Bön Vinaya

Discussion of the fifth religious tradition of Tibet.
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kalden yungdrung
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Bön Vinaya

Post by kalden yungdrung » Sat Dec 07, 2019 11:23 am

Tashi delek,

Bönpos as well Chöspas have their Vinaya Tradition.

Some argue that Buddhists received Vinaya rules from Bönpos.

However, Lha lung Dpal gyi rdo rje, the Buddhist monk who had assassinated Glang dar ma in the mid-ninth century, heard that there
was a surviving Vinaya tradition in Amdo: that of the Bönpos. A group of young Buddhists travelled there, received ordination from a Bonpo
monk called Dgongs pa rab gsal, and went back to Central Tibet where they founded their own Buddhist monasteries. This means that the smad
’dul (eastern Vinaya) lineage is shared by the Buddhists and the Bonpos, and not just that: according to the Bönpos, the Tibetan Buddhists
received their monastic lineage from the Bönpos, not the other way round.

The Bön Vinaya can have 4, 6 or 8 chapters, depending on the version.

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THE VINAYA OF THE BÖN TRADITION
BY
ULRIKE ROESLER




1. Bā ga yangs ma kun ’byung dbyings dag rgyud (vol. 3, pp. 2–206, 104 fols, cat. 179.1). Also known as ’Dul ba kun ’byung rtsa ba’i rgyud.
This text is by far the longest of the Vinaya section and has more than 40 sub-chapters. It contains a section on the four root vows (rtsa ba’i
sdom pa, see above). It also deals with other forms of behaviour a monk should refrain from, such as drinking alcohol, eating meat and garlic,
wearing ornaments, attending amusements, using luxurious and high seats and beds, and eating after mid-day.

These rules of behaviour are familiar from the Buddhist monastic codes. In its later chapters, however, this text continues in a different vein by moving on to topics of what we could call “psychology”. A monk must give up the five mental poisons (delusion, passion, aversion, avarice, and pride) as well as harmful speech, thinking badly of others, malicious thoughts, sloth, being dominated by hopes and fears, and similar harmful attitudes. The text also contains chapters on other sets of vows, such as the temporary dge bsnyen ordination for only one day.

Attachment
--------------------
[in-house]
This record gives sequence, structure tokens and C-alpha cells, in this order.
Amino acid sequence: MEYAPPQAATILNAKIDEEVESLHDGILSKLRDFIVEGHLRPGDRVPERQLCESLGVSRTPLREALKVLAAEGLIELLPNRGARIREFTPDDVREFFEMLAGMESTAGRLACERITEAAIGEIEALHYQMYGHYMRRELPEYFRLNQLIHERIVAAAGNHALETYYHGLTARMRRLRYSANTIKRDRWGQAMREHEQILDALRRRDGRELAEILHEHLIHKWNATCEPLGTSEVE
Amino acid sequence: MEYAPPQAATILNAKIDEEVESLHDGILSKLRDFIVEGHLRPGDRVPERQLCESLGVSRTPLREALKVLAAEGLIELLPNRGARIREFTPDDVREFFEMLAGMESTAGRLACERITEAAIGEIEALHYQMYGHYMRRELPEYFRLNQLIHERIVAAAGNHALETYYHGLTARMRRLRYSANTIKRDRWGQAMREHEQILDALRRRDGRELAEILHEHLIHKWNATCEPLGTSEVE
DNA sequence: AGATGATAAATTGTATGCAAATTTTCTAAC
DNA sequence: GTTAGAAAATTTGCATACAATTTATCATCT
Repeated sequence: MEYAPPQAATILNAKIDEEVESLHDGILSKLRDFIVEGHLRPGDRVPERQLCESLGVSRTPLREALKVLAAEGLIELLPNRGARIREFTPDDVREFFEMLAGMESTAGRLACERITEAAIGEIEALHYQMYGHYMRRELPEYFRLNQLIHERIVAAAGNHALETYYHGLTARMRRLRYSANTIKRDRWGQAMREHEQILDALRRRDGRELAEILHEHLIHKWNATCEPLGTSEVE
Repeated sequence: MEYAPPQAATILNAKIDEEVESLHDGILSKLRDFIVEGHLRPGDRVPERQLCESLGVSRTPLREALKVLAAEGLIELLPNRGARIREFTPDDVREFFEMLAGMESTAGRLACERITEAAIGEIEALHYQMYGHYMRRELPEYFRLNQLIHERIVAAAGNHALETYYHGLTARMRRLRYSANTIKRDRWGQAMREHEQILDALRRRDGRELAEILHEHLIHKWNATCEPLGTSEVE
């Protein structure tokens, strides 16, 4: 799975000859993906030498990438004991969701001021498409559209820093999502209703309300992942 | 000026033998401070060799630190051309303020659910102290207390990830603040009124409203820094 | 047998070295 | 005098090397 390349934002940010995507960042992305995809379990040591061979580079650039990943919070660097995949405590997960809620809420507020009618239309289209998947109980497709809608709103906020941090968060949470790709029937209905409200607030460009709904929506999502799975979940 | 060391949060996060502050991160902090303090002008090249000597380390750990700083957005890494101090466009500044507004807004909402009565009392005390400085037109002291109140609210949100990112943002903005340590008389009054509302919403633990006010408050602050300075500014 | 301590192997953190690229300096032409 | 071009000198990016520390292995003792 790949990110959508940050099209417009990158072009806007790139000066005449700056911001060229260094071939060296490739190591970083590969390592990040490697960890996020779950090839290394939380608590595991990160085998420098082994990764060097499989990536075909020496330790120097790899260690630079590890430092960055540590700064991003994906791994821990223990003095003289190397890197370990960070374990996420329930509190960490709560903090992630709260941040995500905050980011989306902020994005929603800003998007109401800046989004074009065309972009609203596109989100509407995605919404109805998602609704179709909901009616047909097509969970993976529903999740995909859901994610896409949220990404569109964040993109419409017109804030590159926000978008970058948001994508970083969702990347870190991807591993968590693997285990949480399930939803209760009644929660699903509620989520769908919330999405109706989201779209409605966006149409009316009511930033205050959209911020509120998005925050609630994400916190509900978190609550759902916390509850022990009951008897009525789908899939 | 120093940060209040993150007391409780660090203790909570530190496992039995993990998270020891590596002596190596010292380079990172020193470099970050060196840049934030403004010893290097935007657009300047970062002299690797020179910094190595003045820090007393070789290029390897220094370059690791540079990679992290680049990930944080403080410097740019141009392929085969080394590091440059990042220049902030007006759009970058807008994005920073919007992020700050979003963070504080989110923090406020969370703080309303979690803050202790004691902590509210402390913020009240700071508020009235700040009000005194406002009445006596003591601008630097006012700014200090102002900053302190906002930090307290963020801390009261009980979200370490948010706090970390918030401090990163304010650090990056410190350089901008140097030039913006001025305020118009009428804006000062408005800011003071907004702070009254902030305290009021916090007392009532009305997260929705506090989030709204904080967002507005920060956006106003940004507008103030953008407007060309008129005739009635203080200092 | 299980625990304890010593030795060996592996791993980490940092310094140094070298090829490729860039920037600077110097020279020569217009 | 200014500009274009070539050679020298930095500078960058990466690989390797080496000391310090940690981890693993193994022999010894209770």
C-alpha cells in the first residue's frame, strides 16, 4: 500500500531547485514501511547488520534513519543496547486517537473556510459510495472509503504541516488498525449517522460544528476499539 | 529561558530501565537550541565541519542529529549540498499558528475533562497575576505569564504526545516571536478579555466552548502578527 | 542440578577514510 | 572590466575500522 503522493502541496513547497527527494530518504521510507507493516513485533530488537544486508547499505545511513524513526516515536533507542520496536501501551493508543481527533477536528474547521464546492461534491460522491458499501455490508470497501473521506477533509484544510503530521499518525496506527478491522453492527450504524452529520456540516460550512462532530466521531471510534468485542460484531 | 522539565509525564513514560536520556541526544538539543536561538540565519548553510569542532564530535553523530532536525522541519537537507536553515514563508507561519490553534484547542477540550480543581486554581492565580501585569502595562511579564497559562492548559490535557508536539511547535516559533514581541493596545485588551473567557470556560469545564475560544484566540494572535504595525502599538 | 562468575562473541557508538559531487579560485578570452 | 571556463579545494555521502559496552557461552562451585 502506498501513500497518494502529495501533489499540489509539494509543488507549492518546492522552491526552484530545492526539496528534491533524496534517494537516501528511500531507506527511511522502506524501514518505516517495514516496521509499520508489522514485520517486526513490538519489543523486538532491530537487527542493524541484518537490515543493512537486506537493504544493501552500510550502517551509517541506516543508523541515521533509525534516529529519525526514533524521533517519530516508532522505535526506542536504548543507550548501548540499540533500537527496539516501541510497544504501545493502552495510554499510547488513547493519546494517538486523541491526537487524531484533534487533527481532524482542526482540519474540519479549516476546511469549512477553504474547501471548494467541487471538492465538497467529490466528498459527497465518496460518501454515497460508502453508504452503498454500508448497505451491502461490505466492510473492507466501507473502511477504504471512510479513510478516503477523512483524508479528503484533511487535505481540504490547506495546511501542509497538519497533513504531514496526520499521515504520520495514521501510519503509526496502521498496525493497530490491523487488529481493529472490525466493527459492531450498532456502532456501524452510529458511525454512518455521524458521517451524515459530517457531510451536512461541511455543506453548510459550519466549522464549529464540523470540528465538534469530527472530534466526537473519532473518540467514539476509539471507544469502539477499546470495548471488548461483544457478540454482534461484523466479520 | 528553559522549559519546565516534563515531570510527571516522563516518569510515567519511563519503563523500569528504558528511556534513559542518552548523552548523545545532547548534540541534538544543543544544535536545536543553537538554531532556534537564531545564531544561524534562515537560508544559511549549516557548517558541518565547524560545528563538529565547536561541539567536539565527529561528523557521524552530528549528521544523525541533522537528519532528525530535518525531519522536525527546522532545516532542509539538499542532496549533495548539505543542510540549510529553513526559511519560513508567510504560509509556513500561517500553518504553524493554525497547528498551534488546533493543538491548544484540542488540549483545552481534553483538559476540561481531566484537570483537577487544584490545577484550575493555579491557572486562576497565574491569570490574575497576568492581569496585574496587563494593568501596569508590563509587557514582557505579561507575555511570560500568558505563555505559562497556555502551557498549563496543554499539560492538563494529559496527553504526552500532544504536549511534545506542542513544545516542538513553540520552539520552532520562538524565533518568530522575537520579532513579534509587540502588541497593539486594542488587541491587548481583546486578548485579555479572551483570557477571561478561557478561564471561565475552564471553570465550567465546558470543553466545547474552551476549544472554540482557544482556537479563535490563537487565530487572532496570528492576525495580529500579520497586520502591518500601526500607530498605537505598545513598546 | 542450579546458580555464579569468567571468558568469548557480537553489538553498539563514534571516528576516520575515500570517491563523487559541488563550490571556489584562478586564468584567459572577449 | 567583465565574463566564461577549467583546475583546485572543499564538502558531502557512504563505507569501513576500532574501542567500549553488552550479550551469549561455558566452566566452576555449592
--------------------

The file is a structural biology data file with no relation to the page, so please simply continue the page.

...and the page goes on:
2. ’Dul ba kun ’byung dbyings dag rgyud (added in smaller script:
Phal chen sdom byed dam pa’i rgyud) (vol. 3, pp. 207–73, 33 fols, cat. 179.2). This text has 21 sub-chapters. After an introductory section, it
gives explanations of the Mahāyāna attitude in general, including topics such as generating bodhicitta, understanding the concept of relative
truth (kun rdzob), and following the path towards liberation.

3.’Dul ba dus chen dus brtsan sdom byed rgyud (vol. 3, pp. 275–348,
37 fols, cat. 179.3). This section has 19 sub-chapters. It contains explanations of the pratītyasamutpāda, the effects of good and bad karma, and the benefits of morality or ethics (tshul khrims). Interestingly, it also includes sections on the circumambulation of holy objects, generating good karma through freeing animals (srog bton) and accumulating merit through donations. Like the first text, it recommends avoiding harmful attitudes such as the five mental poisons and performing the ten wholesome actions. In spite of being a Vinaya text, it addresses general
considerations of ethics that apply equally to monastics and laity.

4.’Dul ba don gyi kun brjod (vol. 3, pp. 349–73, 12 fols; cat. 179.8
This text lists the different types of vows (pho khrims, mo khrims, gtsang ma gtsug phud, dge bsnyen, bsnyan gnas) and contains the ritual
of confession (gso sbyong), including the words that are spoken on this occasion. In the edition of the canon in 192 volumes (the one catalogued
in Martin, Kværne and Nagano 2003) it is placed at the end of the Vinaya section (see Martin, Kværne and Nagano 2003: 202–203).

5. ’Dul ba yongs rdzogs rnam dag sdom byed kyi rgyud (vol. 3, pp. 375–464, 45 fols, cat. 179.4). This text has 37 sub-chapters.
It deals with the ordination ceremony and the way the ordained person should behave and addresses a number of topics that correspond to the Buddhist Vinayavastu. It contains sections on monastic dress (sham thabs, stod gos sil bu, bla gos, smad gos, pad zhwa, pad khug) and the personal
items a monk may possess (washing flask (khrus bum), staff (hos ru), begging bowl (gzhi skur), razor, needle, rosary and tools for making
fire). While there are many similarities with the Buddhist regulations, there are also some details that are specific to the Bön tradition, such as
the Bönpo “lotus hat” (pad zhwa), and Bon terminology such as hos ru for the staff and gzhi skur for the bowl. Like the previous texts, it then
moves on to topics of general ethics. In particular it addresses avoiding harm to other sentient beings, not splitting the community, and giving
up harmful attitudes such as greed and deceit.

6. ’Dul ba so sor thar pa’i bye brag rgyud (vol. 3, pp. 465–540, 38 fols, cat. 179.5). This text has about 20 sub-chapters.